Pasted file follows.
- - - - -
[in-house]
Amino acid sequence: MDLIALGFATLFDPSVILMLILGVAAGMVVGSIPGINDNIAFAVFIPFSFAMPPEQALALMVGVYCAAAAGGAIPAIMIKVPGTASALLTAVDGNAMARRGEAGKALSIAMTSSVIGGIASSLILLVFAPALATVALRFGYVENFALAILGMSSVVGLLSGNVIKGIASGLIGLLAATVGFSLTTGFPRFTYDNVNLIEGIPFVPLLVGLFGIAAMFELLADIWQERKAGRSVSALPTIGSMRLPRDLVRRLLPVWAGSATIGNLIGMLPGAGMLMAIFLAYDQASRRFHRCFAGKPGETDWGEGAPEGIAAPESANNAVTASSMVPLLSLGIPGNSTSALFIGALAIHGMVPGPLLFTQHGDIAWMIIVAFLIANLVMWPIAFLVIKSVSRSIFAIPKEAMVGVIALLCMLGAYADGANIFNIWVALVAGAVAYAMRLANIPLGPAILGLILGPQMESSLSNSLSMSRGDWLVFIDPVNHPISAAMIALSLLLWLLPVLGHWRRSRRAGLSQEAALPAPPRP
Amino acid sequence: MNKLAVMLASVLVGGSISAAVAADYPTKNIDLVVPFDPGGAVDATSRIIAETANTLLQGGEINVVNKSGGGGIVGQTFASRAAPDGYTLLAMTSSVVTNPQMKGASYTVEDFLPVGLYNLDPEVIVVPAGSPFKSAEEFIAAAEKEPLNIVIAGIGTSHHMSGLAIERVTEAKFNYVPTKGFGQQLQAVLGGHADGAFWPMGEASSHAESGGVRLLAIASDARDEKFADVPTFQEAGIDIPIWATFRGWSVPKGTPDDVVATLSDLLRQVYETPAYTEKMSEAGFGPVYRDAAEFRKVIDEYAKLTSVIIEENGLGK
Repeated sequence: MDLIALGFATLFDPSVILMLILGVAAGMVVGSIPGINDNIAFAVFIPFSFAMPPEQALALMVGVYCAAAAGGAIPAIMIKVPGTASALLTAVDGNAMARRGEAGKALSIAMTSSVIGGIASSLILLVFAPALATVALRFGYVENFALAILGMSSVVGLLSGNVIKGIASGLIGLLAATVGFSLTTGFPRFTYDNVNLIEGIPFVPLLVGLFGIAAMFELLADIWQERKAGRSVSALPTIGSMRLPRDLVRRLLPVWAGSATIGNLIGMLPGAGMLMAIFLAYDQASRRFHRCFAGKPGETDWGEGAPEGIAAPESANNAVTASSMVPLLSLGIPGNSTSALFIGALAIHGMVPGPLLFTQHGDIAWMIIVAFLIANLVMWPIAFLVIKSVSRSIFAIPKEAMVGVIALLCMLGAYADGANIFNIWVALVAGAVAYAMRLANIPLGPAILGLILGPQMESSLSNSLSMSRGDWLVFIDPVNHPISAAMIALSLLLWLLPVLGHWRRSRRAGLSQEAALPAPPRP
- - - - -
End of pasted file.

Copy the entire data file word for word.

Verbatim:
[in-house]
Amino acid sequence: MDLIALGFATLFDPSVILMLILGVAAGMVVGSIPGINDNIAFAVFIPFSFAMPPEQALALMVGVYCAAAAGGAIPAIMIKVPGTASALLTAVDGNAMARRGEAGKALSIAMTSSVIGGIASSLILLVFAPALATVALRFGYVENFALAILGMSSVVGLLSGNVIKGIASGLIGLLAATVGFSLTTGFPRFTYDNVNLIEGIPFVPLLVGLFGIAAMFELLADIWQERKAGRSVSALPTIGSMRLPRDLVRRLLPVWAGSATIGNLIGMLPGAGMLMAIFLAYDQASRRFHRCFAGKPGETDWGEGAPEGIAAPESANNAVTASSMVPLLSLGIPGNSTSALFIGALAIHGMVPGPLLFTQHGDIAWMIIVAFLIANLVMWPIAFLVIKSVSRSIFAIPKEAMVGVIALLCMLGAYADGANIFNIWVALVAGAVAYAMRLANIPLGPAILGLILGPQMESSLSNSLSMSRGDWLVFIDPVNHPISAAMIALSLLLWLLPVLGHWRRSRRAGLSQEAALPAPPRP
Amino acid sequence: MNKLAVMLASVLVGGSISAAVAADYPTKNIDLVVPFDPGGAVDATSRIIAETANTLLQGGEINVVNKSGGGGIVGQTFASRAAPDGYTLLAMTSSVVTNPQMKGASYTVEDFLPVGLYNLDPEVIVVPAGSPFKSAEEFIAAAEKEPLNIVIAGIGTSHHMSGLAIERVTEAKFNYVPTKGFGQQLQAVLGGHADGAFWPMGEASSHAESGGVRLLAIASDARDEKFADVPTFQEAGIDIPIWATFRGWSVPKGTPDDVVATLSDLLRQVYETPAYTEKMSEAGFGPVYRDAAEFRKVIDEYAKLTSVIIEENGLGK
Repeated sequence: MDLIALGFATLFDPSVILMLILGVAAGMVVGSIPGINDNIAFAVFIPFSFAMPPEQALALMVGVYCAAAAGGAIPAIMIKVPGTASALLTAVDGNAMARRGEAGKALSIAMTSSVIGGIASSLILLVFAPALATVALRFGYVENFALAILGMSSVVGLLSGNVIKGIASGLIGLLAATVGFSLTTGFPRFTYDNVNLIEGIPFVPLLVGLFGIAAMFELLADIWQERKAGRSVSALPTIGSMRLPRDLVRRLLPVWAGSATIGNLIGMLPGAGMLMAIFLAYDQASRRFHRCFAGKPGETDWGEGAPEGIAAPESANNAVTASSMVPLLSLGIPGNSTSALFIGALAIHGMVPGPLLFTQHGDIAWMIIVAFLIANLVMWPIAFLVIKSVSRSIFAIPKEAMVGVIALLCMLGAYADGANIFNIWVALVAGAVAYAMRLANIPLGPAILGLILGPQMESSLSNSLSMSRGDWLVFIDPVNHPISAAMIALSLLLWLLPVLGHWRRSRRAGLSQEAALPAPPRP